Ohio Genealogy Trails
Washington County, Ohio
Early Physicians of Washington County

[Source: A History of Marietta and Washington County and Representative Citizens, by Martin R. Andrews, MA, 1902, Transcribed by C. Anthony]


Dr. Jabez True
Jabez True, son of Rev. Henry True, was born in Hampstead, New Hampshire, in 1796. It was the practice of the time for clergymen to instruct the youth and prepare young men for college. Rev. Mr. True had a class of this kind under his instruction. His son, Jabez, acquired sufficient knowledge of the languages to enable him to pursue a course of medicine with advantage. He read medicine in his native town, and completed his course near the close of the Revolution. He volunteered his services as surgeon of a privateer and sailed for Europe. Soon after commencing the cruise, the vessel was wrecked on the coast of Holland, and the marines thrown on the mercy of the Hollanders. Dr. True remained in Europe until the cessation of hostilities, when he returned to America and began to practice his profession in New Hampshire.

Dr. True became a member of the Ohio Company in 1787, and came to Marietta in the spring of 1788. He built a small log office on Muskingum street. The new country did not afford a lucrative practice, but it was a fortunate circumstance that skilled physicians were present. He was employed at the opening of the Indian war as surgeon's mate for the troops and rangers, at a salary of $22 per month. During this time he also taught school a part of the time in one of the block-houses of the garrison at "the Point."

Smallpox and scarlet fever broke out in 1790 and made it necessary for the doctors to visit the settlements, which, during the Indian war, could only be done by water, as none but trained rangers trusted themselves to enter the roadless forest; visits at that time even by water were extremely hazardous, but the sick required attention and Dr. True frequently risked his life to respond to the calls of dutv.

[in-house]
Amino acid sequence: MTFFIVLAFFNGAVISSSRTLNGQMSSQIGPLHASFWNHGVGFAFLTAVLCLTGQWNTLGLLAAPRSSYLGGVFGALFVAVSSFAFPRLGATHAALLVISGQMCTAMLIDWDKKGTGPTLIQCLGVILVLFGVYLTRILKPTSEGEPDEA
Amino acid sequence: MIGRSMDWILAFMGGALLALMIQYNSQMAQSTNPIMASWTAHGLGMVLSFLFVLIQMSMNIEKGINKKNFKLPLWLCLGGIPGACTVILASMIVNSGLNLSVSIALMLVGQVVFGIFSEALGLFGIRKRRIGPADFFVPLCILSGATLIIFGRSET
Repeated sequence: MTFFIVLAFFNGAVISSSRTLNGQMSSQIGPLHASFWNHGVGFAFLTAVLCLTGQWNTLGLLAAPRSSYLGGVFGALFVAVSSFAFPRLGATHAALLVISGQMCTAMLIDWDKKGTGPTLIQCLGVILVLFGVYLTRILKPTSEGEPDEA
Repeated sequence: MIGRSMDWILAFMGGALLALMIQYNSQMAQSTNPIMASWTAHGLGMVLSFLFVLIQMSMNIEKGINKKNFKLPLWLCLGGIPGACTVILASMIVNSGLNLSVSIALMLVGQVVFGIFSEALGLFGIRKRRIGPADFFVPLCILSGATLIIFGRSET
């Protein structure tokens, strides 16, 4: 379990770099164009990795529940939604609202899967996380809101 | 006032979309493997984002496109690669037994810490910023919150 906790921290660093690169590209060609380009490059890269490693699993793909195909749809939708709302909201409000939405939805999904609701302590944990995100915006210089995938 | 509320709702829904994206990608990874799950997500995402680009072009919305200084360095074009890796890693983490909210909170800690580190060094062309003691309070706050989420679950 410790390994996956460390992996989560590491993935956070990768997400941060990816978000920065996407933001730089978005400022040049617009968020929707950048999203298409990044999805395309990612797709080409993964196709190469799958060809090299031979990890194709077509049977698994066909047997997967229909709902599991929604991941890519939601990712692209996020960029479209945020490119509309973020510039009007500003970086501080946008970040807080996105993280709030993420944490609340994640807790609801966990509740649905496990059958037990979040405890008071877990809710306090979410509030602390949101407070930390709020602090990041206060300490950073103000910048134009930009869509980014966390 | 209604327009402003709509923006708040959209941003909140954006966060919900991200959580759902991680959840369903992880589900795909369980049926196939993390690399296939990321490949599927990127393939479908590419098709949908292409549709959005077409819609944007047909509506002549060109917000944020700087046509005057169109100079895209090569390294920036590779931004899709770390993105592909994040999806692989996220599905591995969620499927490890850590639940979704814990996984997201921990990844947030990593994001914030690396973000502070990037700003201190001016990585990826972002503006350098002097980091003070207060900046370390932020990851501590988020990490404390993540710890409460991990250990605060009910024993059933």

Dr. True was celebrated for his kindness and sympathy. So far as it was possible he patronized the prejudices of his patient and never resorted to radical remedies, except in cases of absolute necessity. "The result of his calm, deliberative judgment was generally correct, and his treatment of diseases remarkably successful, which was doubtless owing to its simplicity, for it is a lamentable fact that too many die from too many and improper remedies as well as from disease itself."

After the close of the Indian war, he improved a farm on the Ohio about a mile from Marietta, and took an interest in agricultural pursuits. His practice extended over a large area of territory, sometimes requiring him to ride 20 miles through forests and over bridgeless streams.

The practice of medicine at that time was by no means lucrative. The general poverty of the people necessitated low charges and in many cases no charges at all, neither for medicines nor professional services.

Dr. True's devotion to the church cannot be omitted from any sketch of his life, however brief. He joined the Congregational Church at an early period of its organization and was for many years a deacon. His house was a home for itinerant preachers, and his purse always open to needy charities. Dr. True, for several of the last years of his life, served as county treasurer, a position which afforded him ease and a moderate income.

In 1806 Dr. True married Mrs. Mills, the widow of Capt. Charles Mills, an amiable and excellent women. He had no children, but the children of his wife were treated with all the love and affection of a real father. He died during the epidemic of 1823.


Dr. Solomon Drown
Dr. Solomon Drown is known rather as a scholar and a man of letters than as a physician. He came to Marietta in the summer of 1788, and attended on General Varnum, as counsel during his sickness. He was selected to pronounce the eulogy at his funeral, which was published at the time in New England. He also delivered the address at the first "Seventh of April" celebration. About 1791 he was elected professor of botany and natural history in Brown University, of which he was a graduate. He filled the position for many years.


Dr. Thomas Farley
Dr. Thomas Farley came to Marietta in the summer of 1788 as the attending physician of General Varnum, who died of consumption in January, 1789. He was a son of General Farley, of Ipswich, Massachusetts, and studied medicine at Salem, under Dr. Holyoke, in 1782. Colonel Barker says of him: "He was a modest, amiable young man, always ready to obey the calls of humanity, and had the good will and confidence of all who knew him." He soon became discouraged with the new country and returned in the fall of 1790 to Massachusetts.


Dr. William Pitt Putnam